We got to talking and she said we were only 40 minutes from our destination. Barb asked her if she ever got lost on her first month of walking, she said no though it was harder to find the markers in France as they were difficult to find. This was an omen of what was to come. Barb was ahead of me and I was following her when Mikaela, the Swiss student, caught up with us and we got to talking. Then we met up with Barb and the three of us walked and talked together. All this time on a blacktop road, not thinking to look for markers as we assumed Mikaela knew where she was going.
We approached a little village and to our surprise it wasn't Chaumont. Mikaela asked an old villager where the town we wanted was and to her and our horror the man said it was 2 hours away over the mountain. Mikaela consulted her map and decided it wasn't worth the hike back and went into the next bigger town, Frangy. Barb, bless her heart, was undaunted and said we would backtrack and find our way. So we did, having found ourselves lost a second day adding another hour and a half to our walk just when we didn't think we could go any farther. The day before: the enchanted forest, today: the beautiful siren. Our lesson was not to ever get complacent in our vigilance for the markers even if we thought someone else knew the way!
Trudging back up a long hill we found the missed sign and for the next hour climbed up and down a rocky mountain path to get where we thought our village was only to find we had another 20 minutes of an uphill climb to the village. We made it at last getting there at 6:45, almost three hours behind schedule. However, Barb had reserved us a room, a B&B, luckily as the Gite was full, the Germans again. It was so good to stop. Our hosts showed us to a lovely room with an amazing view, fed us a delicious dinner, and we had a shower and a good nights rest.
"Day two markers designating the Way of St. James and the direction, a picture of a typical village and Barb on a bridge-see the scallop shell on the wall letting us know we are on the right path."
"Chaumont, our destination is an old castle town. Our host made us a gourmet meal in this kitchen. We thought we would be too tired to eat but finished it off with a lovely bottle of red wine! This is a view from our room at the B&B."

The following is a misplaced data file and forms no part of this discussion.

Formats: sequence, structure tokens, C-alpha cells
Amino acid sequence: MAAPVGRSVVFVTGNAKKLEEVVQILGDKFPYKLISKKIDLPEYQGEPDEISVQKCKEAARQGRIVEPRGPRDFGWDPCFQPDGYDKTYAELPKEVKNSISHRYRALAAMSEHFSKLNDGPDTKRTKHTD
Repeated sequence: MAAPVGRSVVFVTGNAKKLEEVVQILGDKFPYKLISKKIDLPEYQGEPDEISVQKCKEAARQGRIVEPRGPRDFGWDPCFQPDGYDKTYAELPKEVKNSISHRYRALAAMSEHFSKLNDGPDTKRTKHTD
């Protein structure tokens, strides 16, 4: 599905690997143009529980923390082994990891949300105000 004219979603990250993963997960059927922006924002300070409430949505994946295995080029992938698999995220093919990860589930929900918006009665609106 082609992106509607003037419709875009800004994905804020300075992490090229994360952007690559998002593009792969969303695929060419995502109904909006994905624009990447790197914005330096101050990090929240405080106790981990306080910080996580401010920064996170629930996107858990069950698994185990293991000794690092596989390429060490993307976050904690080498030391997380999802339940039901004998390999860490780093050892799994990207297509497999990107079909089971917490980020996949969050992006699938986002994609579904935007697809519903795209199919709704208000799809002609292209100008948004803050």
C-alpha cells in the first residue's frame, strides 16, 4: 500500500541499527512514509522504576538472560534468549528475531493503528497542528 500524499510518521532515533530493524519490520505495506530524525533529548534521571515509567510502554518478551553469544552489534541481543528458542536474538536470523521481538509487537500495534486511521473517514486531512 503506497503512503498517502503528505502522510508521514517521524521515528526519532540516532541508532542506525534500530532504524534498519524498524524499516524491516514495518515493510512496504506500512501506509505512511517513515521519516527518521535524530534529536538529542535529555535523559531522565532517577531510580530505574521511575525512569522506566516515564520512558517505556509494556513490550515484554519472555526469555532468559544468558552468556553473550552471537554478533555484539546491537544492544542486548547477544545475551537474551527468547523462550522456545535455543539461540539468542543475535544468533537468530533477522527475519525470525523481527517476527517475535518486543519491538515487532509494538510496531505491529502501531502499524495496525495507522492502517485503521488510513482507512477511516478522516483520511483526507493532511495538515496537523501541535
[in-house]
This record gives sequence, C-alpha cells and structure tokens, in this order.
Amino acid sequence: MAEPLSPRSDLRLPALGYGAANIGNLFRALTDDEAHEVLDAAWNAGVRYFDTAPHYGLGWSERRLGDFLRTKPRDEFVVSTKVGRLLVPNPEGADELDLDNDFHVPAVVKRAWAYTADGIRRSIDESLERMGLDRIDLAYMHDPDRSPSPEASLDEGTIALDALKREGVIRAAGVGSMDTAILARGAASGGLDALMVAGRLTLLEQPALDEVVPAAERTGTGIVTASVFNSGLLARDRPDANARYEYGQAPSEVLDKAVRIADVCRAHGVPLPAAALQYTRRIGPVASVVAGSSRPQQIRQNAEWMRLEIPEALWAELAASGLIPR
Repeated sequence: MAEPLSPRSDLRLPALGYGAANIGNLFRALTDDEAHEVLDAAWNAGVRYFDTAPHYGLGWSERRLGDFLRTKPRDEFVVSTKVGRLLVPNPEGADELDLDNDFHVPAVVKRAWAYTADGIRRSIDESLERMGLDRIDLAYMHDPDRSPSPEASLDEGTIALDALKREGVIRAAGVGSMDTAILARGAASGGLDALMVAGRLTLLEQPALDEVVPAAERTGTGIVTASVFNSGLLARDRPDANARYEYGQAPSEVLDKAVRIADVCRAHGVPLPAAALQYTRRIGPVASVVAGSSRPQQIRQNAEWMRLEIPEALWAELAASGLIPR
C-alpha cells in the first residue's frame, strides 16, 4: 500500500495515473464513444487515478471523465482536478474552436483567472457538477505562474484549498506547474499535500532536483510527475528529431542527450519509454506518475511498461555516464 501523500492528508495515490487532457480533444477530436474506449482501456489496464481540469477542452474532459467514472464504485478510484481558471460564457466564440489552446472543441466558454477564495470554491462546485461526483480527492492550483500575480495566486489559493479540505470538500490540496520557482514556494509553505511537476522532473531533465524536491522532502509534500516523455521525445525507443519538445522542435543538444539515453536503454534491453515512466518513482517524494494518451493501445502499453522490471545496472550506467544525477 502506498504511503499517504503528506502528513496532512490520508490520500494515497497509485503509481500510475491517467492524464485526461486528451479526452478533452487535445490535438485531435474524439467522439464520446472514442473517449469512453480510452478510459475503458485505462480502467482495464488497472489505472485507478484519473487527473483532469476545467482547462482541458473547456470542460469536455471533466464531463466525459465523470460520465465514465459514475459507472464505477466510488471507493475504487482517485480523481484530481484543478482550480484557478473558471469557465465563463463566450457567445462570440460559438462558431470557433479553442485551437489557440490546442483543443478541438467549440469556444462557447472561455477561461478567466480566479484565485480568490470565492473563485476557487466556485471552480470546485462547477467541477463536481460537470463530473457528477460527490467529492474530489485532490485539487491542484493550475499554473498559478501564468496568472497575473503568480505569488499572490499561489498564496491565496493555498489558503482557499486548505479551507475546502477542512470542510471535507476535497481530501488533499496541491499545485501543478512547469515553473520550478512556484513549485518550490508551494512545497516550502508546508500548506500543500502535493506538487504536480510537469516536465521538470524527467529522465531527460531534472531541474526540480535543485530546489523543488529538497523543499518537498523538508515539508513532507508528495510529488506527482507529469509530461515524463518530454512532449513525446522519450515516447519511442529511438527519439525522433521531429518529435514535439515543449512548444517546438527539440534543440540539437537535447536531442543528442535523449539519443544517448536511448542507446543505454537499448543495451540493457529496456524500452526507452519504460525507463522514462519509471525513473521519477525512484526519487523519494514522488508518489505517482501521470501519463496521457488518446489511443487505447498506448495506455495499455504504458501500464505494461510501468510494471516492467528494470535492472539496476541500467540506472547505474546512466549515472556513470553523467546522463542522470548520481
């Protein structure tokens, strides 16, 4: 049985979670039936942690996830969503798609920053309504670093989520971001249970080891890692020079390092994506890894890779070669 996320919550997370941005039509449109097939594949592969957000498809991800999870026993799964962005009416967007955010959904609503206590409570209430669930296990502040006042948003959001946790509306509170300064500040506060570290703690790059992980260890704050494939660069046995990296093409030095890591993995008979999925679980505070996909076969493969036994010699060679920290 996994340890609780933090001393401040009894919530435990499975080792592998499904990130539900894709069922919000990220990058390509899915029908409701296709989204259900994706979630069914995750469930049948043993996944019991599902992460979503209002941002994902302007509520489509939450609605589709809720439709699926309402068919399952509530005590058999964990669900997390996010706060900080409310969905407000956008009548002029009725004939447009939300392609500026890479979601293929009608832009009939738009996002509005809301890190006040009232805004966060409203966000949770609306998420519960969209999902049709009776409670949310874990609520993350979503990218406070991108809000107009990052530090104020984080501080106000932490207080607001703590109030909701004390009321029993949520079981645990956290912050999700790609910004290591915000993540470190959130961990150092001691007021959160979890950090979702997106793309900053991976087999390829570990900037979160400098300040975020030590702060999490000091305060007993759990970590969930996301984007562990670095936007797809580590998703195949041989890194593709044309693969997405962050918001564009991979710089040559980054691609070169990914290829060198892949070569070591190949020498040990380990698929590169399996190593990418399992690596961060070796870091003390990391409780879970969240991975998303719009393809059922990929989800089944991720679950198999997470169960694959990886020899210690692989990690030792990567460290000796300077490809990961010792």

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May 16-26 The Netherlands
"My last morning view from my bedroom in the Netherlands. Was a great experience and I'm already being asked when I will return. Yeah! ."
"My four-legged friends who helped me in my journeys. Visit Kim's Equine website at Equijoy."
"Soccer is very big in Holland and Orange is the color of the National team. Orange is everywhere."
"The Netherlands is a great place to bicycle. I took several long scenic rides on this friendly bike. I bicycled along a lovely canal where barges are still used."
"I have been met in the Netherlands with kindness and support all around from my hosts Kim, baby Lars and Pim. Pim is standing by a miniature door in Eifel which is an old medieval town with funny crooked houses and roofs."
"I am staying at a little farm with 6 horses, 5 cats and 6 Jack Russell Terriers. The landscape is flat and rural farmland. Great for biking and there are lots of bicycles. Today I did my first reading in Europe. Enjoying the clients I am seeing"
"A Raven came to pay a visit, I felt sure I was on the right path."
"We went sightseeing this past weekend to Maastricht southeast of here on Saturday and to Eifel in nearby Germany on Sunday. Maastricht has interesting old cobblestone streets and open town squares with cafes. Everything is in miniature compared to the states. Small roads, houses, shops, etc."
"Here I am getting ready to take the first steps on the the road that lies ahead.....and who will I be on returning to this point of departure in three months time?"